in various ways throughout our years living here. Showing up for LGBTQ Pride events has certainly been a priority. We’ve helped plan and participated in many of these and were part of a small group that conceived of and organized the island’s rst Pride Parade in 2008. Our LGBTQ organization recently transitioned from GLOSSI (Gay and Lesbians of Salt Spring Island) to DAISSI (Diverse and Inclusive Salt Spring Island), re ecting the need to be more inclusive, diverse, intersectional and political in opposing and educating against oppressions of all kinds.
Just after Corrie and I arrived on the island, we participated in a staged reading of The Laramie Project about a town’s reactions to the homophobic murder of
a young gay man in Laramie, Wyoming. It was a unique collaboration between high school theatre students, the queer and theatre communities. As I write this, we are in rehearsals for another staged reading of The Laramie Project:
Ten Years Later, which I am organizing and is directed once again by the high school drama teacher, Jason Donaldson. Collaborations such as these are fruitful models for future events.
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Arts Accessibility and Accountability
Community and local projects must be enthusiastically supported by Salt Spring Islanders and resources must be made available. Our theatre and community halls must be accessible and affordable so that artistic, cultural, political, social, educational and spiritually inclined artists are able to share their creativity and creations. Many cannot afford the nancial cost of renting venues and producing events. The Salt Spring Arts Council offers grants and professional development funds, but these funds are limited. Much more needs to be available to nurture and support arts projects. It is incumbent upon the organizations and structures that highlight the arts to support as many community arts projects as possible.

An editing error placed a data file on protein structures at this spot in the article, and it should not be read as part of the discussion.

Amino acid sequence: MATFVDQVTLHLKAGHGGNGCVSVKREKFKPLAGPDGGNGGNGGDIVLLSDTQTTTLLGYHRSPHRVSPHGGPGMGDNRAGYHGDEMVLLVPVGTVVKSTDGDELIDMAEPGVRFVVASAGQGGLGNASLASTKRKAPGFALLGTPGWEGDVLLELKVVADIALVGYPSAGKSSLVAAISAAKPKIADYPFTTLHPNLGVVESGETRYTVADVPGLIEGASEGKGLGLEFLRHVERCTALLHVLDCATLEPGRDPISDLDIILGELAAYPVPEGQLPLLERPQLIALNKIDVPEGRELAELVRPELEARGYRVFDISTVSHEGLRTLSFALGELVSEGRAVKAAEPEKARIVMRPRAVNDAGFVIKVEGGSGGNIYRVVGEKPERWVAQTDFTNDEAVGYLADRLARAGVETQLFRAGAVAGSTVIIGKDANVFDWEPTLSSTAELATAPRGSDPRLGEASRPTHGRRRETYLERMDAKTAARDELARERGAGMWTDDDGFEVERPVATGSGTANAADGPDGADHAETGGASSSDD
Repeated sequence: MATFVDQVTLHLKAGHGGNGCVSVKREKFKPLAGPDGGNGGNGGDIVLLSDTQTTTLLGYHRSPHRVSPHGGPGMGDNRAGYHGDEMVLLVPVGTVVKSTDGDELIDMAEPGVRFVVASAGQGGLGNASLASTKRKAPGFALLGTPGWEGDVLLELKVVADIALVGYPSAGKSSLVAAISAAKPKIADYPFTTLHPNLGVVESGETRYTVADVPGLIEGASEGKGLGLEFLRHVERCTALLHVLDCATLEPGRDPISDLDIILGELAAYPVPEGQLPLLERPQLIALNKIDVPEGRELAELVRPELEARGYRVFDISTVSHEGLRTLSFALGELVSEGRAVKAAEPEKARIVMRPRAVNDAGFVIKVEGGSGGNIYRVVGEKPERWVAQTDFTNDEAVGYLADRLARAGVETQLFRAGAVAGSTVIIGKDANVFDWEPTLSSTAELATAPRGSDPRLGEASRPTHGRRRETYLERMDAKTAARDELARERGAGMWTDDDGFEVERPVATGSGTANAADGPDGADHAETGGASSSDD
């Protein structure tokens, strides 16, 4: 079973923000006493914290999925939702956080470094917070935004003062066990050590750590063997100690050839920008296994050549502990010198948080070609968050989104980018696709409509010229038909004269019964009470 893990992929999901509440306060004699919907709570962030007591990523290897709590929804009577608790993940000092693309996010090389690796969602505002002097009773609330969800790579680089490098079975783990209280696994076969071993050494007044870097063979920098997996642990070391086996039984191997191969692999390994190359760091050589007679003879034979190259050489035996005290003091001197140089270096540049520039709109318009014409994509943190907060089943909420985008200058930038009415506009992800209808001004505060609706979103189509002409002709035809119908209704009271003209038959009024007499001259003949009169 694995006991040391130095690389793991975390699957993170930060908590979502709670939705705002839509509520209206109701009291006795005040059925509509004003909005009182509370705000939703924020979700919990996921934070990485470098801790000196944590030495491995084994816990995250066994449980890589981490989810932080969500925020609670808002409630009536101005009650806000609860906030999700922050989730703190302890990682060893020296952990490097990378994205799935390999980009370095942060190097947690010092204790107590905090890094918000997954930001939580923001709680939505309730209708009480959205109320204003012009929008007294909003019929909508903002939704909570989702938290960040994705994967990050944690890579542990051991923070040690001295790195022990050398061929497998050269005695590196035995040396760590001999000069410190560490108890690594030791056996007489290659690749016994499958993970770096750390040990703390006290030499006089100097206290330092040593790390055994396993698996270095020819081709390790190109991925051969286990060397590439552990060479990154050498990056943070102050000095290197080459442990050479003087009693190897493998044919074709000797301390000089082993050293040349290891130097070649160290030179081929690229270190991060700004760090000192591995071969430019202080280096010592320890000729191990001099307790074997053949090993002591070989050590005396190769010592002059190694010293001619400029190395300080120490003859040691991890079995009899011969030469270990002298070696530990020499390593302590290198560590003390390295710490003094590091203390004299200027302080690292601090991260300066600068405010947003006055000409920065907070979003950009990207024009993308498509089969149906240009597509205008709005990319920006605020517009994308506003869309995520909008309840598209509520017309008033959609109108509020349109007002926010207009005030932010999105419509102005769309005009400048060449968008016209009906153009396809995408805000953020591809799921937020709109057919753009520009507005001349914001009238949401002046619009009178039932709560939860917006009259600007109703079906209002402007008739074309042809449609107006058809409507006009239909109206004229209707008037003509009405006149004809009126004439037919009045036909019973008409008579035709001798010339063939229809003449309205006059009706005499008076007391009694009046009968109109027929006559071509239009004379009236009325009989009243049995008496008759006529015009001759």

Many of us take pride in all that Salt Spring has to offer us, but scores of us are unable to bene t. Those of us with the time and skills must willingly offer these precious commodities to those most in need of support and resources. Many on this island have unmet and unrecognized needs, often living in marginal or non-existent housing, forced to move when homeowners evict them to make room for higher paying guests or seasonal visitations. Some have to choose between rent, food, gas or other essentials, trying to make a living, relying on low wages and often unstable employment.
The “we” of us must include the most vulnerable and unsettled of us. In this exceedingly technologized society that seems to privilege speed and ef ciency over traditional wisdom and practices, meeting face-to-face is one of the most important things we can do. Face-to-face, direct contact is what feeds me. On-line communication does not allow one to perceive and receive the more subtle nuances, engage our senses and exchange energies.
The more we come together, honour one another’s pursuits and physically show up and support the various events occurring daily and weekly, monthly and annually, the more enlightened, informed and compassionate we will be, individually and collectively. The combination of politics and the arts are an essential feature on this island. Nothing takes the place of this.